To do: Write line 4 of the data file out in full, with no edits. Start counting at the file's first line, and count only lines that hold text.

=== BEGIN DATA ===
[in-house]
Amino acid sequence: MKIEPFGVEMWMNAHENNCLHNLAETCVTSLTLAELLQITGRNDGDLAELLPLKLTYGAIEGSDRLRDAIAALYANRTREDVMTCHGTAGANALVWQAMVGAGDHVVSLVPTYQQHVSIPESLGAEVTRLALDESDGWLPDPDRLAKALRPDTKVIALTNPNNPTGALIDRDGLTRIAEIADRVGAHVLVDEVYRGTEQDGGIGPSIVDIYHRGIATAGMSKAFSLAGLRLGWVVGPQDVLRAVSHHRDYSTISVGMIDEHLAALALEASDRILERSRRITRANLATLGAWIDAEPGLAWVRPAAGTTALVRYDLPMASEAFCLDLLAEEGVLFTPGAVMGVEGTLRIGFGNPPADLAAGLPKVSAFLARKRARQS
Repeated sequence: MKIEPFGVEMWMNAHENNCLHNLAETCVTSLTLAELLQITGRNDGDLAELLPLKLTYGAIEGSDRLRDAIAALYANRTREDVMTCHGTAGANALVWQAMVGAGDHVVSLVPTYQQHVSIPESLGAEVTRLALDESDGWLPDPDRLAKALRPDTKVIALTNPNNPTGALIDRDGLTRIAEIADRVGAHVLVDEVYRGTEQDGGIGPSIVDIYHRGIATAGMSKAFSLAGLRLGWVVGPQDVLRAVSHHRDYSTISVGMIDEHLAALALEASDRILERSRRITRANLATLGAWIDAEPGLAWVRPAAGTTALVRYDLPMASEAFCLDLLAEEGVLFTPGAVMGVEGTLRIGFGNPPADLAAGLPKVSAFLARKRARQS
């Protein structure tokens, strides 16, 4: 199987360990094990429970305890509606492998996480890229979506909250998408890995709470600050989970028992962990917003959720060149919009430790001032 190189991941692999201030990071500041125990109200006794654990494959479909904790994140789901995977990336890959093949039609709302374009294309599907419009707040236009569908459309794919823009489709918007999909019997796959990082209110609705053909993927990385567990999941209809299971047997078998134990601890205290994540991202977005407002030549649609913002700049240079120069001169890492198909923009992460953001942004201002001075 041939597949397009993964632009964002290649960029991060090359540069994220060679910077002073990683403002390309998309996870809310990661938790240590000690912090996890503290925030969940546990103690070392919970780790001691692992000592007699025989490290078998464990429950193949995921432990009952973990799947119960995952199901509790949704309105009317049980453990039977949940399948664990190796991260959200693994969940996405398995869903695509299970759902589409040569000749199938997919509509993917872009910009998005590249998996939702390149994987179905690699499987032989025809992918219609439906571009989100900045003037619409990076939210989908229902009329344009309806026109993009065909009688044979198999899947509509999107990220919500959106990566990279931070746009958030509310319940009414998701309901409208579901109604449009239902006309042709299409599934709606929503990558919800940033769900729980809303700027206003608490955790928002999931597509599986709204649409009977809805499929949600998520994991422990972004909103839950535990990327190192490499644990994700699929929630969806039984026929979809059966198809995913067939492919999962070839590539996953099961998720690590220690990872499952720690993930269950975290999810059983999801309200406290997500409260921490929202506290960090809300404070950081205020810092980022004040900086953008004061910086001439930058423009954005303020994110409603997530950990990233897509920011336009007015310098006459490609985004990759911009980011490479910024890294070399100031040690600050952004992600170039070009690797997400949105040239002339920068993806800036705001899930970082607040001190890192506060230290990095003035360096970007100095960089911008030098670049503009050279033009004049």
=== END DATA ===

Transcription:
């Protein structure tokens, strides 16, 4: 199987360990094990429970305890509606492998996480890229979506909250998408890995709470600050989970028992962990917003959720060149919009430790001032 190189991941692999201030990071500041125990109200006794654990494959479909904790994140789901995977990336890959093949039609709302374009294309599907419009707040236009569908459309794919823009489709918007999909019997796959990082209110609705053909993927990385567990999941209809299971047997078998134990601890205290994540991202977005407002030549649609913002700049240079120069001169890492198909923009992460953001942004201002001075 041939597949397009993964632009964002290649960029991060090359540069994220060679910077002073990683403002390309998309996870809310990661938790240590000690912090996890503290925030969940546990103690070392919970780790001691692992000592007699025989490290078998464990429950193949995921432990009952973990799947119960995952199901509790949704309105009317049980453990039977949940399948664990190796991260959200693994969940996405398995869903695509299970759902589409040569000749199938997919509509993917872009910009998005590249998996939702390149994987179905690699499987032989025809992918219609439906571009989100900045003037619409990076939210989908229902009329344009309806026109993009065909009688044979198999899947509509999107990220919500959106990566990279931070746009958030509310319940009414998701309901409208579901109604449009239902006309042709299409599934709606929503990558919800940033769900729980809303700027206003608490955790928002999931597509599986709204649409009977809805499929949600998520994991422990972004909103839950535990990327190192490499644990994700699929929630969806039984026929979809059966198809995913067939492919999962070839590539996953099961998720690590220690990872499952720690993930269950975290999810059983999801309200406290997500409260921490929202506290960090809300404070950081205020810092980022004040900086953008004061910086001439930058423009954005303020994110409603997530950990990233897509920011336009007015310098006459490609985004990759911009980011490479910024890294070399100031040690600050952004992600170039070009690797997400949105040239002339920068993806800036705001899930970082607040001190890192506060230290990095003035360096970007100095960089911008030098670049503009050279033009004049």